Anatomy Of An Email

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I don't believe templates should be a plug and play affair.

It's too difficult to convey authenticity when you're only changing the occasional word to fit your scenario.

However I do think templates are great to get your started with a framework - they are the parameters in which your creativity can go wild without running away with you.  

That is why this article is a framework to let yourself loose on - especially when you find it difficult to compose an email in the right order.

I'm a big fan of keeping things as simple as possible, so this anatomy breakdown is how your email can be structured in a few sections to make sense, but also keep your reader reading.

However, please note, even if your email is written like Hemingway, there will be people who skip to the end because of the type of people they are, no amount of lyrical poetry or slick word-smithing will prevent that.

This framework uses the age old advertising acronym of AIDA but we should remember that each line and each paragraph has the sole purpose of getting the person to read the next one.

Section 1:  Attention

The opening should grab your reader’s attention. This is often the place where we introduce a ‘hook’ or idea behind the email.  

We want our reader to sit up and take notice.

Section 2: Interest

This is where we can share more of the story, position a problem, or speak to the current situation our reader is in.  It creates the connection of you know them, you understand what they are feeling or going through - this is where empathy is established.

Section 3: Desire

You frame your email to position a solution to their problems to get them to want to know more, or want to implement the solution that you are offering through the purpose of your email.

Section 4: Action

Finally we want to invite them to take an action.  This should be very clear and highlight what the benefits are to them of why they should do what you ask.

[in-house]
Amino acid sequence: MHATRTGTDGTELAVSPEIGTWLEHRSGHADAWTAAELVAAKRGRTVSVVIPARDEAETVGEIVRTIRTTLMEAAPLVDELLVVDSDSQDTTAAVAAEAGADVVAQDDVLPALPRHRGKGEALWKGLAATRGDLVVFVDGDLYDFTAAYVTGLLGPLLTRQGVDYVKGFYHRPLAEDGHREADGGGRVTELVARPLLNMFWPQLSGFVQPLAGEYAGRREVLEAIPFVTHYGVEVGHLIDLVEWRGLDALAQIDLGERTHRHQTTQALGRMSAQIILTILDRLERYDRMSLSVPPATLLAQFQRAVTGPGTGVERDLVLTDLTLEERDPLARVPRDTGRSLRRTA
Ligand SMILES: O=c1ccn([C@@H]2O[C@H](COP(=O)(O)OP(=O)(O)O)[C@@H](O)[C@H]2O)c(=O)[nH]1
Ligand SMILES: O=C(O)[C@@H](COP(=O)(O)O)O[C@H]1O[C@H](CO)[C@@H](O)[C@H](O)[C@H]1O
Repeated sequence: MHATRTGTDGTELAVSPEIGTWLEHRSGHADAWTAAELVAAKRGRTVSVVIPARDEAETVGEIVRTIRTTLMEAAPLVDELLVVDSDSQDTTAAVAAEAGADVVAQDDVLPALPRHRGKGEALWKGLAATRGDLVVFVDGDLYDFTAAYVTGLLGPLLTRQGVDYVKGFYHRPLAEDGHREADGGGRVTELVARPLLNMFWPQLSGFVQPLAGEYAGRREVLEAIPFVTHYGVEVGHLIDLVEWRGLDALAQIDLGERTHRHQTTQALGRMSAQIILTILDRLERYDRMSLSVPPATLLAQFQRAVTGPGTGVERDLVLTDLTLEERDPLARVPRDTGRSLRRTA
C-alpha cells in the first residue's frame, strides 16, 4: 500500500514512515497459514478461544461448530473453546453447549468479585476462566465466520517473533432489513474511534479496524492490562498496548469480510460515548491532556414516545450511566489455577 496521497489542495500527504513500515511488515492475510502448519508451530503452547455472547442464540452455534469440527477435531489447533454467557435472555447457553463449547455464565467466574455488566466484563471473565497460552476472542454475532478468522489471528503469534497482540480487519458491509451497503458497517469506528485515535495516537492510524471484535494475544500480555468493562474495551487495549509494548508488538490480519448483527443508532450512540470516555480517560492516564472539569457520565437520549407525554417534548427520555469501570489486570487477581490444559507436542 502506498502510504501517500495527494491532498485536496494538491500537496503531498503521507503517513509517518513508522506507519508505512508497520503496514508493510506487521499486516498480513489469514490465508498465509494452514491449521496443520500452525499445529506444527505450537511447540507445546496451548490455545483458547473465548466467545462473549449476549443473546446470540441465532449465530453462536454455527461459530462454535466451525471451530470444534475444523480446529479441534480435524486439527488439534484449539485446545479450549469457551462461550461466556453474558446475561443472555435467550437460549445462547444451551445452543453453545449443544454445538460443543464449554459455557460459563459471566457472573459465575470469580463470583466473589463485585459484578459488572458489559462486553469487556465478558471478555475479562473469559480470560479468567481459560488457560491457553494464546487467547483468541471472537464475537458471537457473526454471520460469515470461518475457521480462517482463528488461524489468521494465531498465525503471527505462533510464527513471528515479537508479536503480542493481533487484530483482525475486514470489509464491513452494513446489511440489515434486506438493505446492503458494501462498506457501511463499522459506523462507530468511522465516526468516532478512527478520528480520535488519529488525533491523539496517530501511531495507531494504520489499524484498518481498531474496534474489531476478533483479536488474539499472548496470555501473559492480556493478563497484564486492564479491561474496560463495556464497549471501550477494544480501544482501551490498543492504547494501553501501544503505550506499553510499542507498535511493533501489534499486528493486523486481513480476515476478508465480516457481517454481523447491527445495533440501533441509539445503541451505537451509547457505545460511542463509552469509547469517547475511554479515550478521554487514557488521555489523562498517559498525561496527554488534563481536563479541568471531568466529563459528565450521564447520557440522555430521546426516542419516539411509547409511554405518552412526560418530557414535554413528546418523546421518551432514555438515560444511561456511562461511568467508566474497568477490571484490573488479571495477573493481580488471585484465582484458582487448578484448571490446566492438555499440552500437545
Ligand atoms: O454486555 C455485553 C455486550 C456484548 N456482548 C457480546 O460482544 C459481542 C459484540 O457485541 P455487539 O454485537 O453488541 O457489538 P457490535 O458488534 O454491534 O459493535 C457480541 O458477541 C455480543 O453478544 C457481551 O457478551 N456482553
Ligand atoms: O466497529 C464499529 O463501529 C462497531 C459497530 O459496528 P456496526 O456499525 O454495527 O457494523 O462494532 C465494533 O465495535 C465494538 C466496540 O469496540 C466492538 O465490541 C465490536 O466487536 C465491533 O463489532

Remember to have only one call to action in your email - it can appear a couple of times, but the action should be the same thing so it’s clear of the intention and what’s in it for them.

Section 5: The P.S.

Your P.S is golden real estate and can be used for a variety of things - usually it’s a very quick summary of what’s in the email with another clear call to action.  This is perfect for those ‘skimmers’ who didn’t read the full email but want to know what it’s all about. It is also a place where you can hit home a particular bit of information within your email that you feel needs highlighting again.

If you write your emails using this structure you can’t go far wrong - I would recommend planning your email, then writing it one sitting.  You can then go back and edit it to make it clearer and more concise whilst still using the framework of AIDA.

But…. before you load up your email and hit send, make sure you’ve covered all your bases with the content by doing a quick email audit.  

Get The Ultimate Email Checklist

An easy and quick, keep-at-hand-16 point checklist of everything you should double check before hitting send on your emails, to save you any embarrassing “oops” moments!

 

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    Sarah Alford